The Adriatic Coast to Plitvice Lakes – A Croatian Rail Discovery

Despite its enviable location, Split is one of the farthest Croatian cities from Plitvice Lakes National Park. While it’s possible to visit on a day trip, doing so requires a good amount of time.

Combine cultural exploration with stunning natural beauty on this 8-day tour. Indulge in the open markets and medieval ruins of Zagreb, tour Lake Bled’s castle, and discover ethereal waterfalls at Plitvice Lakes National Park.

Arrive in Zagreb

A visit to Plitvice Lakes is a must-do for anyone planning a trip to Croatia. This stunning national park, with its 16 interconnected lakes and cascading waterfalls that look like something straight out of Fern Gully, is one of the country’s UNESCO World Heritage Sites. To make the most of your time here, consider packing a picnic to save on food prices in the park.

Getting to the park from Split is easy with direct bus connections. However, it’s worth noting that these buses are typically quite crowded in the summer, and that you may find yourself waiting in lines at some of the more popular sights within the park. To avoid the crowds and maximize your enjoyment, we recommend taking a private transfer instead, which will provide you with more flexibility in terms of departure times.

Once you’re in the region, you can explore on your own by rental car or with a group tour. Choosing the latter will allow you to take advantage of some of our favorite things to do in Plitvice Lakes, including the famous funicular that takes visitors up to the highest point of the park – and happens to be the shortest funicular in the world, with just a track of 66 meters.

Another way to see the best of the area is with Explorer Club’s “Plitvice Lakes Escape.” This trip has you staying in a beautiful eco-village in the mountains above Plitvicka Jezera, where the accommodations are made from local wood and stone. This is the perfect base for exploring the park during peak season, colorful autumn, or snowy winter; and Explorer Club can also arrange additional activities and excursions for you in the Lika region.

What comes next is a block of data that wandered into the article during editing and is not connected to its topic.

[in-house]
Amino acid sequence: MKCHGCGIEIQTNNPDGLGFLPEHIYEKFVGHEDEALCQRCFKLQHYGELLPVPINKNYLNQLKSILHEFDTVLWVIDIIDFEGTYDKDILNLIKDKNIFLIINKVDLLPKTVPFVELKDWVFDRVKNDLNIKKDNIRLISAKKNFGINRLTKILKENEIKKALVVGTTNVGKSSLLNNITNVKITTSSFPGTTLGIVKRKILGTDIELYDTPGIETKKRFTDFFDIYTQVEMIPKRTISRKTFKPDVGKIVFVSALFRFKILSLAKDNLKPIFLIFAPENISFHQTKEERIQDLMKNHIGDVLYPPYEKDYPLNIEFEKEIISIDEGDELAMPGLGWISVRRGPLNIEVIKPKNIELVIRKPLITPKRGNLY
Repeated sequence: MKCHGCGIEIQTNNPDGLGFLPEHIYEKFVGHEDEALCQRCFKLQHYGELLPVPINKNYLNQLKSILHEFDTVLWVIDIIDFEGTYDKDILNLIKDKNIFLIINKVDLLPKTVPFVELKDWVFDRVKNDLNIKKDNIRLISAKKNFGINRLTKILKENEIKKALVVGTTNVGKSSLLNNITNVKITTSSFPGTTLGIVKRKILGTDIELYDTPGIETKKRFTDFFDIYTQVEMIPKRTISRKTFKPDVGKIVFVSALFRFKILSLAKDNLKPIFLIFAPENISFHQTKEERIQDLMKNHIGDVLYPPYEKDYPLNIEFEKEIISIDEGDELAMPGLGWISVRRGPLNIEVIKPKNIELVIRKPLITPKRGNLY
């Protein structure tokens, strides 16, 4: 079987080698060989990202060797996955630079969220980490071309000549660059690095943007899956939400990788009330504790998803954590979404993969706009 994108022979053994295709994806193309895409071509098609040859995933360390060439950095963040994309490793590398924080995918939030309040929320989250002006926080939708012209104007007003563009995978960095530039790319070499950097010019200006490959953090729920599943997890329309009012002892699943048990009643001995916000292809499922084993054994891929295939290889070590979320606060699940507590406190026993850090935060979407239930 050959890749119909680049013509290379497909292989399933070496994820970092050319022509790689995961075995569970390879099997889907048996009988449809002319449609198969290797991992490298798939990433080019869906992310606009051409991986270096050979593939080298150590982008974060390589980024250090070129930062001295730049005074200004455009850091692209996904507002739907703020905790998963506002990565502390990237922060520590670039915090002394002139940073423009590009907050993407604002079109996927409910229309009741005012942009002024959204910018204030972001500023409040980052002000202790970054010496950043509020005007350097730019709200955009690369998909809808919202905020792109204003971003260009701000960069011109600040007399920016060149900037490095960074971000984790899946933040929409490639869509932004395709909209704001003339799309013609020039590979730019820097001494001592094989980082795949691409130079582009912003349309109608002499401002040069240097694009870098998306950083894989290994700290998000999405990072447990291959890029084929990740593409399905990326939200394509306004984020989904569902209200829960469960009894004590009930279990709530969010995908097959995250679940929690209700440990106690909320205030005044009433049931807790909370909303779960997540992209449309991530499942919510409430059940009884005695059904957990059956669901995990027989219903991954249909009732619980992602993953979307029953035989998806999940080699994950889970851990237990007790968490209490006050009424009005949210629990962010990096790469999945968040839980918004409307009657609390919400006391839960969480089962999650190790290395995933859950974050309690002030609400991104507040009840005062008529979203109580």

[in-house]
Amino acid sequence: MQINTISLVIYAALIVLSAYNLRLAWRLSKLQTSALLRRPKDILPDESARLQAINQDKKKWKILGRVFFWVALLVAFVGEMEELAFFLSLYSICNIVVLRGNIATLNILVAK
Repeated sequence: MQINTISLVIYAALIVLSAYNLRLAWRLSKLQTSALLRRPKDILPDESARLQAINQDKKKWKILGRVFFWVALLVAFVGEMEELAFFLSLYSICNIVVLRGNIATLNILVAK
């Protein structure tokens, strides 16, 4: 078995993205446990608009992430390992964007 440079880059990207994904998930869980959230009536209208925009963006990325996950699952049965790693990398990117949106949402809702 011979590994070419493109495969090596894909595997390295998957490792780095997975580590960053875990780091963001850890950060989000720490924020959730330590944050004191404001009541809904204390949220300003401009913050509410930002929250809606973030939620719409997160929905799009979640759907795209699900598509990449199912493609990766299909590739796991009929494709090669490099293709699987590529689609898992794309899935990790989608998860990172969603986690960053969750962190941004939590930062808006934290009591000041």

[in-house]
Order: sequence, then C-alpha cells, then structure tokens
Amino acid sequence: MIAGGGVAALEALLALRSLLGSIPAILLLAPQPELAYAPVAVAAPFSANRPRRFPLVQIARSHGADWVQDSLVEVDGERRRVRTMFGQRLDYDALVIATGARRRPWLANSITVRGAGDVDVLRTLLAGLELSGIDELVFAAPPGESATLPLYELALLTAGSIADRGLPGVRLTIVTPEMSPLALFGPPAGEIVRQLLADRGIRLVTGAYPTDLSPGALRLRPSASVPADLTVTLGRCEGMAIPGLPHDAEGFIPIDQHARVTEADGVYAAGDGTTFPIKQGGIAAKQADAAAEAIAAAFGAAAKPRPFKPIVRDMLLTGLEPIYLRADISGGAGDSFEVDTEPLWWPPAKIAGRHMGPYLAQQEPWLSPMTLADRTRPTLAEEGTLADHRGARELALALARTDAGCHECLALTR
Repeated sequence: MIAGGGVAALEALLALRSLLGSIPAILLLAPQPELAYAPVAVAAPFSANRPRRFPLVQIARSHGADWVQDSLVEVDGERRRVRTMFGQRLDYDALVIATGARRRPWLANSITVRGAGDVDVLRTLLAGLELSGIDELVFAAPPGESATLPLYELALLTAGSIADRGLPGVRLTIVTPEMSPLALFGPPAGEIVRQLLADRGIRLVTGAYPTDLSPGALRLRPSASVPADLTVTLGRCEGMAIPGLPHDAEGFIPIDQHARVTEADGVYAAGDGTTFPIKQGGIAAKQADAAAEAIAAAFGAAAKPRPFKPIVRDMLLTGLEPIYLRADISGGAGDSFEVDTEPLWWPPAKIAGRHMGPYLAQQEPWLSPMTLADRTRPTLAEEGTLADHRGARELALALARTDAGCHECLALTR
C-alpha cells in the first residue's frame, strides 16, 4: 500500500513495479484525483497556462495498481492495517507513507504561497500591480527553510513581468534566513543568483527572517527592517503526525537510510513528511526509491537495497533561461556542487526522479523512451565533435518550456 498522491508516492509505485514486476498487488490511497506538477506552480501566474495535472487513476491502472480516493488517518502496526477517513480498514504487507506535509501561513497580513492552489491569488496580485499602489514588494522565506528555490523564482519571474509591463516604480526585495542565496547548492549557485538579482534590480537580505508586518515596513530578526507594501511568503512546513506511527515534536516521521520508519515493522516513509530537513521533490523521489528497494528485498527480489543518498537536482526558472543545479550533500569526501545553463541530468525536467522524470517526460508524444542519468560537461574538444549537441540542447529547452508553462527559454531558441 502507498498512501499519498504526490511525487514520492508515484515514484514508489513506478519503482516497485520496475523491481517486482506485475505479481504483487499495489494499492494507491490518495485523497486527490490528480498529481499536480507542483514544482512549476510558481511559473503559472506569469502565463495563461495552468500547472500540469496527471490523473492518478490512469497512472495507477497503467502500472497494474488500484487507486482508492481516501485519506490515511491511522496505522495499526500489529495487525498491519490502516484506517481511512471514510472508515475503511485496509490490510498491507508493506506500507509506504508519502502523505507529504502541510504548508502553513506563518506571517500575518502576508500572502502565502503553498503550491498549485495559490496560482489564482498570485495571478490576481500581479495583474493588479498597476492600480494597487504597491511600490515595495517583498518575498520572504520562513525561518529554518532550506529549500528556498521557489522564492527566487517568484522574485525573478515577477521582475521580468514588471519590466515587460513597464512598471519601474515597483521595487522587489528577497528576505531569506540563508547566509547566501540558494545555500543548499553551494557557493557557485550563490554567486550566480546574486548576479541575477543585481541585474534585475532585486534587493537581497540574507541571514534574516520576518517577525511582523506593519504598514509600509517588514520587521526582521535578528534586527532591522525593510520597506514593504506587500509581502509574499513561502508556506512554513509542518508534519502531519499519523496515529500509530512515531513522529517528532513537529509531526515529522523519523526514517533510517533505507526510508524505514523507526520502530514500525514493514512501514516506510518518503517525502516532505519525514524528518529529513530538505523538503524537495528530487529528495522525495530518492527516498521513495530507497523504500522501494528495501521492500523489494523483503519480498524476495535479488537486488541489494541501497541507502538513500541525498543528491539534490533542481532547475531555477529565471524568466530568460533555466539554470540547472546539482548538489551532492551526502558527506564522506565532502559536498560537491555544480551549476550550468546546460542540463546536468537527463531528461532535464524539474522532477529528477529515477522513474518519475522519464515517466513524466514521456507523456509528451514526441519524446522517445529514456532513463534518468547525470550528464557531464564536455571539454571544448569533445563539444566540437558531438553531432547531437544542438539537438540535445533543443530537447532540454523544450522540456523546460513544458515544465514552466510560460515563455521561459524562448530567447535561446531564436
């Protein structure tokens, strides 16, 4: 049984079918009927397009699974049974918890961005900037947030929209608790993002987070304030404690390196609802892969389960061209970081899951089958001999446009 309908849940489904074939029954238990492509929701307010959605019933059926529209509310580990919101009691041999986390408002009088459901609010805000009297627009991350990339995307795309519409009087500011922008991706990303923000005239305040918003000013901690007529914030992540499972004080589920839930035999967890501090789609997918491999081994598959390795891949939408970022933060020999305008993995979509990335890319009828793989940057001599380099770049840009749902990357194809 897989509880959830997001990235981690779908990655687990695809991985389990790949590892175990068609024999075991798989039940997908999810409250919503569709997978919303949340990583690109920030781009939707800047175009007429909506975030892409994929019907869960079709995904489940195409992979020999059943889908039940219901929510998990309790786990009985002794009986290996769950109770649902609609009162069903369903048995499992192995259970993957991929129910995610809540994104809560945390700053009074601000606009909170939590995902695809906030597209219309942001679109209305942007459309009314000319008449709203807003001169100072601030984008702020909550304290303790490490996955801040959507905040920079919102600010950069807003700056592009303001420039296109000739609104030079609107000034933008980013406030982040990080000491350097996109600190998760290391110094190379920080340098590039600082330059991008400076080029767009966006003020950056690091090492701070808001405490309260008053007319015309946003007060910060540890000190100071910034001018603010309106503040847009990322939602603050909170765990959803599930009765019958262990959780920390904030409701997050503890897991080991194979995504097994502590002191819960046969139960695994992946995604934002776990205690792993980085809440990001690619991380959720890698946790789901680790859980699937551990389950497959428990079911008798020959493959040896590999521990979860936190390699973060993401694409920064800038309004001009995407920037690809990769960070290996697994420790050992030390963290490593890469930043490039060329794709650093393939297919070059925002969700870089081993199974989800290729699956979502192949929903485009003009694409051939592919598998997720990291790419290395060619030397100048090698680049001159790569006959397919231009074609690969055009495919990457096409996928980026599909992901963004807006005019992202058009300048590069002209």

If you do decide to go it alone, we recommend heading to the lake region early in the day to beat the crowds. The entrance to the park opens at 8 am and closes at 4 pm, so arriving before that will give you the chance to enjoy the beauty of the lakes without being rushed through. And remember that while dogs are allowed in the park, it is important to keep them leashed and pick up after them as there aren’t many trashcans around.

Explore Plitvice Lakes National Park

One of Croatia’s most popular attractions, Plitvice Lakes National Park is a photographer’s paradise. With turquoise lakes and cascading waterfalls, the stunning beauty of this karst landscape is enough to take your breath away. The 16 interconnecting lakes vary in color from emerald green to deep blue depending on mineral content and lighting conditions, and the sound of rushing waterfalls will carry you into a state of peace. With a variety of scenic wooden paths and hiking trails, there’s plenty to see and do at this unique destination.

Although a day trip from Zagreb, Split or Zadar is possible, it’s recommended to spend at least 2 days here to fully appreciate this natural wonder. If you are on a tight schedule, it’s still possible to explore some of the main trails in just a half-day. However, you’ll have to skip some of the more obscure attractions and trails.

You’ll want to start your day early in order to make the most of this beautiful destination. The best way to do this is by booking a Plitvice Lakes guided tour. Not only will this save you time, but it will also give you special access to the most popular attractions and the Great Waterfall. Plus, your guide will be able to tell you more about the rich history of this national park.

There are a few options for lodging near Plitvice Lakes. The most popular is a large hotel located by the entrance to the park, which caters to older European tourists. However, there are also several small hostels and private apartments in the surrounding area that offer affordable accommodations for backpackers and solo travelers.

If you want to be close to the park, you’ll want to stay in a place that’s within walking distance of the main entrance to Plitvice Lakes National Park. This will save you the hassle of navigating public transportation and ensure that you’re first in line when the park opens.